Wednesday, February 7, 2007

Robert Burns Friday + Art

Friday we're off to part II of a lively discussion of the work of Robert Burns, the national poet of Scotland, best known as the author of Auld Lang Syne. Burns' work at first glance may appear simplistic, melodramatic and too "cute" for modern tastes. But in-depth analysis brings to light a subtle genius and a great invitation to the "everyman" to acknowledge such philoshophical musings as pantheism (To A Mouse, On Turning Her Up In Her Nest With The Plough), universal brotherhood (Tragic Fragment), and psychology (Remorse). And half the poems are songs, like half of the best poems of the past 50 years (see Rolling Stones, Beatles, etc.). We'll be discussing Burns at The White Horse, that stalwart NYC establishment that proved to be the undoing of Dylan Thomas, who, according to Wikipedia, "collapsed (there) on November 9, 1953 ... after drinking heavily while on a promotional speaking tour (and) later died at St. Vincent's Hospital." We hope not to suffer the same fate Friday, because after the Burns study...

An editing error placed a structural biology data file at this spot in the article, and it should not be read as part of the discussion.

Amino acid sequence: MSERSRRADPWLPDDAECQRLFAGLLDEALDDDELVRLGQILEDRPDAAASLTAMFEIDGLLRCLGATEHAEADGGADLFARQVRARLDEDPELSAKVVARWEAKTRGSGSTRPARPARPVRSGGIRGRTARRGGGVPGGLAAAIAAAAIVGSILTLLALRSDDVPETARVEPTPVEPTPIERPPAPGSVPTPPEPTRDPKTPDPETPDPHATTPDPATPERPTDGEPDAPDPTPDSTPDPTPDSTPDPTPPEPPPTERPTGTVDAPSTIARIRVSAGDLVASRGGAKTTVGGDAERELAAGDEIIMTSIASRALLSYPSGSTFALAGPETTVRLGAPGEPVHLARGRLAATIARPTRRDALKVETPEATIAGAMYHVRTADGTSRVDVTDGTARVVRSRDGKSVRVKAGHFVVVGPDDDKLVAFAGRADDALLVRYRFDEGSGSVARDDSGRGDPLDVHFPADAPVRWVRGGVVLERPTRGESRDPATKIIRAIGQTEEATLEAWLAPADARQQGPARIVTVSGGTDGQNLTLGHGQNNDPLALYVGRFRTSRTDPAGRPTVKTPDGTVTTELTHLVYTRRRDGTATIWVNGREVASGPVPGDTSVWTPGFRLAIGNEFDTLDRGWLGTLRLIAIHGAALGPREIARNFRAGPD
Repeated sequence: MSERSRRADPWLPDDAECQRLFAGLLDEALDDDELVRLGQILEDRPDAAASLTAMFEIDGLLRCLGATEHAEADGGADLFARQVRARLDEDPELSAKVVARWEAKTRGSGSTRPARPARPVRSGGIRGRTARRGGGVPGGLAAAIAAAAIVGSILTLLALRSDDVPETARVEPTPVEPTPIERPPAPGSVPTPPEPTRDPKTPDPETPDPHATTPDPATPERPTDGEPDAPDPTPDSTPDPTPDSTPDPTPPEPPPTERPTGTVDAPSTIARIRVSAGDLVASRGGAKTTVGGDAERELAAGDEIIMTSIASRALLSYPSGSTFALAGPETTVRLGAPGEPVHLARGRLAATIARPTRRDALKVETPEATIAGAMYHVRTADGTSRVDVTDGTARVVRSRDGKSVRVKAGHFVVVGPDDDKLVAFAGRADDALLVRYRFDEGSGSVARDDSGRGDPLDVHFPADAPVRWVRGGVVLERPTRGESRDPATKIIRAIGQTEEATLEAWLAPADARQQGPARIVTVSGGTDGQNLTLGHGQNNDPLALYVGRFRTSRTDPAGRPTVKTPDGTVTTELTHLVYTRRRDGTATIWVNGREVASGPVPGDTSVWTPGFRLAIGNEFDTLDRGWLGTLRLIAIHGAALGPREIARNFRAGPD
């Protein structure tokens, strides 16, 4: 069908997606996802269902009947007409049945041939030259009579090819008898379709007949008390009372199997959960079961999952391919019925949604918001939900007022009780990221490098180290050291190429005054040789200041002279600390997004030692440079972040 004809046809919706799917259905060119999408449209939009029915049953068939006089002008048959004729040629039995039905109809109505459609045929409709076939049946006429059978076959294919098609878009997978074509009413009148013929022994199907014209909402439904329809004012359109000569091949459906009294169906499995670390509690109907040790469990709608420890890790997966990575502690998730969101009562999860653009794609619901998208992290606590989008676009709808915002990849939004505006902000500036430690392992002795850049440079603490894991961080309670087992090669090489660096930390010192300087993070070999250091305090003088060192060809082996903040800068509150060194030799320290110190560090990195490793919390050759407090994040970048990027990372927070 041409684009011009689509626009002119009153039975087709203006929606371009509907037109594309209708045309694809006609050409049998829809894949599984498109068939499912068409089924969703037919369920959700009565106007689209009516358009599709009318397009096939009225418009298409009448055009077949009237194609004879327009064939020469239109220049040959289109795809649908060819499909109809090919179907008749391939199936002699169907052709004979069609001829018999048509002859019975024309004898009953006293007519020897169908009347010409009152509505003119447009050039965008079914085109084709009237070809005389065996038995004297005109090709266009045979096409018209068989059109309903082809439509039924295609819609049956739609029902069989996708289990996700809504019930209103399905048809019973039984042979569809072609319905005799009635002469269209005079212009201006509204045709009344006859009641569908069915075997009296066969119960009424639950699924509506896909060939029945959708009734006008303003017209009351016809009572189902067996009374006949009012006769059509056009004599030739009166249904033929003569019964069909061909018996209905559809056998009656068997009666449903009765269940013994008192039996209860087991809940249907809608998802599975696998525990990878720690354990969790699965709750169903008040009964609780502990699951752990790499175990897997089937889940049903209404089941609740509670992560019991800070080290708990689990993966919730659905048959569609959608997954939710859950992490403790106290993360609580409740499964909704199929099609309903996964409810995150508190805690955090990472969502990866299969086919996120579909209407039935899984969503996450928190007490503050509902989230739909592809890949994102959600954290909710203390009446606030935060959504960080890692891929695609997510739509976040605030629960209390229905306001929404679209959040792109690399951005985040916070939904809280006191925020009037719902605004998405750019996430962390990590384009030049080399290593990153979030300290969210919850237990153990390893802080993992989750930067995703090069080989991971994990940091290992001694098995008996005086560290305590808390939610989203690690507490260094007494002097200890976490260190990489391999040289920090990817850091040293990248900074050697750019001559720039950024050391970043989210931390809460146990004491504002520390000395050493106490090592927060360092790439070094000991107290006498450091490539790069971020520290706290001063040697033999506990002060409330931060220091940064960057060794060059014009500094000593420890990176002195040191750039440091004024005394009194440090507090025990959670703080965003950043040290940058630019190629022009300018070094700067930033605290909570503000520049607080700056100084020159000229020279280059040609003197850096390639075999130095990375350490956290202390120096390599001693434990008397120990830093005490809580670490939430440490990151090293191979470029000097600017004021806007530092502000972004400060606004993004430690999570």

... it's off to The Salmagundi Club for what's sure to be a fantastic show of 38 fantastic living artists. Opening is 6–9 Friday, Feb. 9th, at the Salmagundi Club, 47 5th Ave. (between 11th & 12th). And it's free...

1 comment:

Ms. K said...

Thanks for the Burns primer. I was wondering how it went...You'll like the Salmagundi Club. Very church basement-Saturday night dance at the local Veteran's Hall kind of place. They have a weekly figure-drawing session I've been meaning to go to for about 3 years.